Mentions: A total of 38 completed questionnaires (response rate = 53%) were received. Scores for each item were calculated by averaging individual responses, and scores for each culture subscale by averaging questions on the culture subscale (Additional file 2). The reliability of our results, as measured by Cronbach’s α, was highest for the entrepreneurial subscale, moderate for the team subscale, and lowest for the rational and hierarchical subscales (Additional file 2). To demonstrate the current organisational culture of the NOC NHS Trust and the University, as well as the future preferred organisational culture across the two organisations, we plotted the results from the NOC against the results from the ORH on the CVF axes (Figure 2). It is interesting to note the key differences and similarities in the perception of organisational culture between the NOC and the ORH:Figure 2

Bottom Line: However, many mergers fail to bring the anticipated benefits, and successful post-merger integration in university hospitals and academic health centres is even harder to achieve.Strategic partnership with a university served as an important ameliorating consideration in reaching trust merger.Strong, fair leadership will be required both nationally and locally for the success of mergers and post-merger integration in university hospitals and academic health centres.

View Article: PubMed Central - PubMed

Affiliation: Medical Sciences Division, University of Oxford, John Radcliffe Hospital, OX3 9DU, Oxford, UK. pavel.ovseiko@medsci.ox.ac.uk.

ABSTRACT

Background: Around the world, the last two decades have been characterised by an increase in the numbers of mergers between healthcare providers, including some of the most prestigious university hospitals and academic health centres. However, many mergers fail to bring the anticipated benefits, and successful post-merger integration in university hospitals and academic health centres is even harder to achieve. An increasing body of literature suggests that organisational culture affects the success of post-merger integration and academic-clinical collaboration.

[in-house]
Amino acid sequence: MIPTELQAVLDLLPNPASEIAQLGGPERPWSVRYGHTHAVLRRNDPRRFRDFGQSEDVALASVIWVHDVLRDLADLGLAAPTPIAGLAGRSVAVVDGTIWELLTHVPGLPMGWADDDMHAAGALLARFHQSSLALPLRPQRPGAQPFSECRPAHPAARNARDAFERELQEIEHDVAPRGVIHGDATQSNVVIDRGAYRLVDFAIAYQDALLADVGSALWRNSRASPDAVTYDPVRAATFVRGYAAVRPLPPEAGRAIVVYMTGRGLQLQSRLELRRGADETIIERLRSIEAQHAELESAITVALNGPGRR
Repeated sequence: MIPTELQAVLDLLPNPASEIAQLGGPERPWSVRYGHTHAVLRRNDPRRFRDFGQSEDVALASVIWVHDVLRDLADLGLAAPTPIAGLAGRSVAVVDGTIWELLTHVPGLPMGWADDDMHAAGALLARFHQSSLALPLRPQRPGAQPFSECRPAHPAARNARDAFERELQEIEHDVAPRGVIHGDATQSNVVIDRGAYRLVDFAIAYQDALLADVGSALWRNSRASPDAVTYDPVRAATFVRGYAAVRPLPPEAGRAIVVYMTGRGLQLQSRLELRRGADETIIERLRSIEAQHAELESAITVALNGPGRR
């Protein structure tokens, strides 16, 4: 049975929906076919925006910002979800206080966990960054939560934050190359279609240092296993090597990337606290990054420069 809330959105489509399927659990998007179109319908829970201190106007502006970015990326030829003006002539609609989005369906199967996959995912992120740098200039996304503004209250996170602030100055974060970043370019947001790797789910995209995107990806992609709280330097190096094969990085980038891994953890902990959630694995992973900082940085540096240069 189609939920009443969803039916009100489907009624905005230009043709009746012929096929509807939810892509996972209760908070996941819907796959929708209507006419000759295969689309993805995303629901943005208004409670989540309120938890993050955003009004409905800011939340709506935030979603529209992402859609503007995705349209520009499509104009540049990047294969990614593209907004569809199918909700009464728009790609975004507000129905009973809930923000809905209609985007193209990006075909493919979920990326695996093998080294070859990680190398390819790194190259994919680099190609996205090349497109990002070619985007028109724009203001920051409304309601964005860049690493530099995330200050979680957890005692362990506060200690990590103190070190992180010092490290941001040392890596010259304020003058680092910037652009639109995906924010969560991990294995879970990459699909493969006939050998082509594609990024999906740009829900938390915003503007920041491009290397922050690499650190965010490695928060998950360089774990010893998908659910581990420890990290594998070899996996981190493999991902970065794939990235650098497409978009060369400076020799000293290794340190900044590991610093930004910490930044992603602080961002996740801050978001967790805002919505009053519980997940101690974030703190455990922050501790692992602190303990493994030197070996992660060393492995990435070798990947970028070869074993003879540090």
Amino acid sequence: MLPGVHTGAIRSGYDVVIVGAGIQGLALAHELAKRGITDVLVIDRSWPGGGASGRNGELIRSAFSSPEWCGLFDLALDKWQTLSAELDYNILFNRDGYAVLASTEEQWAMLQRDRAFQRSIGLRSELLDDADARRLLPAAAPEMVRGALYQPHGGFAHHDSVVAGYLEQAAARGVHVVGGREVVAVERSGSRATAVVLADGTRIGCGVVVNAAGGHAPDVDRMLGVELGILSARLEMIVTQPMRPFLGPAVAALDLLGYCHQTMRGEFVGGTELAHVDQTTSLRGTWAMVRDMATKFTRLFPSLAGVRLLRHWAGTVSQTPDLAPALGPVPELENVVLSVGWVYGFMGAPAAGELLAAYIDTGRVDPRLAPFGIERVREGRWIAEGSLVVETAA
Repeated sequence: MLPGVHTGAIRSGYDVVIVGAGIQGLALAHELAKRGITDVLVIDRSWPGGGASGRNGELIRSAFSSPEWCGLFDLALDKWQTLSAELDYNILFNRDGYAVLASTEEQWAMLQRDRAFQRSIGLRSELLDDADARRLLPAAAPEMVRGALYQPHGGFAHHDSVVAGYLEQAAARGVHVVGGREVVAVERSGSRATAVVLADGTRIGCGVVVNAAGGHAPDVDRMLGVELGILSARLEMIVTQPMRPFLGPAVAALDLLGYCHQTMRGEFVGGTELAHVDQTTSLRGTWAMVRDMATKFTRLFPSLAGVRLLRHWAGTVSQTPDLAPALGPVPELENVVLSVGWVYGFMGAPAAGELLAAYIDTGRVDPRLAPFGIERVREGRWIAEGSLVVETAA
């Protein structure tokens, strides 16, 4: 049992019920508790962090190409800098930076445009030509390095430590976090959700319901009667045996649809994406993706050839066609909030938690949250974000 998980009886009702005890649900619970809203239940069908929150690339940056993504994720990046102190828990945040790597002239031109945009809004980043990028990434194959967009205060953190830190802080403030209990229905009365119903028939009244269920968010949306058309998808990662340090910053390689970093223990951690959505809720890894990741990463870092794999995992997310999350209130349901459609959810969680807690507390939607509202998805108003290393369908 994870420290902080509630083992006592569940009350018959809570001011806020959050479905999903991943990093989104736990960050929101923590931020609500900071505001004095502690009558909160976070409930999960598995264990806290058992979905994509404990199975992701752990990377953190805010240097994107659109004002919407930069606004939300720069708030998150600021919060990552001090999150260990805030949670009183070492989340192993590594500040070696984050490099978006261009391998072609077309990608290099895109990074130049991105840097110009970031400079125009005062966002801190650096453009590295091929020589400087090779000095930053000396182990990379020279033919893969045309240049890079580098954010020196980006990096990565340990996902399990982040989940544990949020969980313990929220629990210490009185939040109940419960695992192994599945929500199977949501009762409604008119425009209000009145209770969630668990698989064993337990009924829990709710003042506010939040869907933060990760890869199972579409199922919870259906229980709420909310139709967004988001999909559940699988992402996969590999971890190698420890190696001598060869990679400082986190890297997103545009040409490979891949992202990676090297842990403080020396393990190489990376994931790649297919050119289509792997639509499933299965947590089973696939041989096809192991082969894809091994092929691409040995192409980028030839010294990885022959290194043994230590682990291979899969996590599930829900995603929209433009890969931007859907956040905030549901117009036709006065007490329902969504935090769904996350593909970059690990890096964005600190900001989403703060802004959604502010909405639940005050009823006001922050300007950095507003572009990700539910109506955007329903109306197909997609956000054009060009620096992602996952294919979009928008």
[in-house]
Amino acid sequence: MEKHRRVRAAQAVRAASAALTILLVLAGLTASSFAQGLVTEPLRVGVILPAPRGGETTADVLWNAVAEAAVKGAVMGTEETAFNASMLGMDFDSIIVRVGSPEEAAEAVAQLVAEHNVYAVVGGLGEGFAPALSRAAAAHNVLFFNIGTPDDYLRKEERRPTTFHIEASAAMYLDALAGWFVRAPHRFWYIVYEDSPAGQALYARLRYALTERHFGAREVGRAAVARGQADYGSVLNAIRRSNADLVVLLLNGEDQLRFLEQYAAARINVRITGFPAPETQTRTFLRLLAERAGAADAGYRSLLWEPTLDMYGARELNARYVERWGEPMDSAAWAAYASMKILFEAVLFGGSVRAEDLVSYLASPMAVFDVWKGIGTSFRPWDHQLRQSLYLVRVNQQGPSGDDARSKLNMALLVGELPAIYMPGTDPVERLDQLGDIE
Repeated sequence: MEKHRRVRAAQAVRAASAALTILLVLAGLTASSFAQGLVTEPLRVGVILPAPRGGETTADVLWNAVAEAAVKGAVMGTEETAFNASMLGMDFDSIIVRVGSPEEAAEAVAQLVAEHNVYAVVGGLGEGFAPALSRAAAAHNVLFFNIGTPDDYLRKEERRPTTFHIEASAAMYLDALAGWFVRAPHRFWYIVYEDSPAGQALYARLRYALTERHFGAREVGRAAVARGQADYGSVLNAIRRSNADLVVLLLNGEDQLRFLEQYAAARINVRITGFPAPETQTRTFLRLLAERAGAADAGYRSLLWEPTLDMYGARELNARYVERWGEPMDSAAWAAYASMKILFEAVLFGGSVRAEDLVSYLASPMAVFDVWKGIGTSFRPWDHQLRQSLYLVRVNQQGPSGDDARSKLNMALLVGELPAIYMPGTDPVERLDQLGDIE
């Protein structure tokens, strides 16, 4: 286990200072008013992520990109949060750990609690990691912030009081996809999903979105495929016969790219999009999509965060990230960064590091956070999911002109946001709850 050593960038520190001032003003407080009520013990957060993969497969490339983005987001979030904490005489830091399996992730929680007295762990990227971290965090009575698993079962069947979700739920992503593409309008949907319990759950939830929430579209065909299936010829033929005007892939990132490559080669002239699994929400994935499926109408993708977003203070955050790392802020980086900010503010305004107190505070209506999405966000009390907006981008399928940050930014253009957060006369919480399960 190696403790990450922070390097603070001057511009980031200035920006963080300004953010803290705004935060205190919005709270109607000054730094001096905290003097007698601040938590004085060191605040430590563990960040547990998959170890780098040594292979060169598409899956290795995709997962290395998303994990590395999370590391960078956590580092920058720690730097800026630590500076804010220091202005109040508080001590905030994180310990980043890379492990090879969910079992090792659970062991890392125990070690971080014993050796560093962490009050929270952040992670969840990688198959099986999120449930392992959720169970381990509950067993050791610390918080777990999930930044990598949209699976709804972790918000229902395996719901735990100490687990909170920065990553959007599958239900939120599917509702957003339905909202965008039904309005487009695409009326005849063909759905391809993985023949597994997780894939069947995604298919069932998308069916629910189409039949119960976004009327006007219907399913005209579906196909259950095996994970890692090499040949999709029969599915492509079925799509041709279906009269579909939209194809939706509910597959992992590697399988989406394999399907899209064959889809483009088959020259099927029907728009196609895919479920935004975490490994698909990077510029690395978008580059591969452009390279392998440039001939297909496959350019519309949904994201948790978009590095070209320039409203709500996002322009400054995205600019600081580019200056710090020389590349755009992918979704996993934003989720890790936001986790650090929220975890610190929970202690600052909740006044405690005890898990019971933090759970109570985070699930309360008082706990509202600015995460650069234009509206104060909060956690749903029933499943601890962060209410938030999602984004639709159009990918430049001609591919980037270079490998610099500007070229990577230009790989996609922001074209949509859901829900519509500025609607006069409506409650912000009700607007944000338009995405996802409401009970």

Methods: This paper reports findings from a mixed-methods single-site study to examine 1) the perceptions of organisational culture in academic and clinical enterprises at one National Health Service (NHS) trust, and 2) the major cultural issues for its post-merger integration with another NHS trust and strategic partnership with a university. From the entire population of 72 clinician-scientists at one of the legacy NHS trusts, 38 (53%) completed a quantitative Competing Values Framework survey and 24 (33%) also provided qualitative responses. The survey was followed up by semi-structured interviews with six clinician-scientists and a group discussion including five senior managers.

Results: The cultures of two legacy NHS trusts differed and were primarily distinct from the culture of the academic enterprise. Major cultural issues were related to the relative size, influence, and history of the legacy NHS trusts, and the implications of these for respective identities, clinical services, and finances. Strategic partnership with a university served as an important ameliorating consideration in reaching trust merger. However, some aspects of university entrepreneurial culture are difficult to reconcile with the NHS service delivery model and may create tension.

Conclusions: There are challenges in preserving a more desirable culture at one of the legacy NHS trusts, enhancing cultures in both legacy NHS trusts during their post-merger integration, and in aligning academic and clinical cultures following strategic partnership with a university. The seeds of success may be found in current best practice, good will, and a near identical ideal of the future preferred culture. Strong, fair leadership will be required both nationally and locally for the success of mergers and post-merger integration in university hospitals and academic health centres.

No MeSH data available.


Related in: MedlinePlus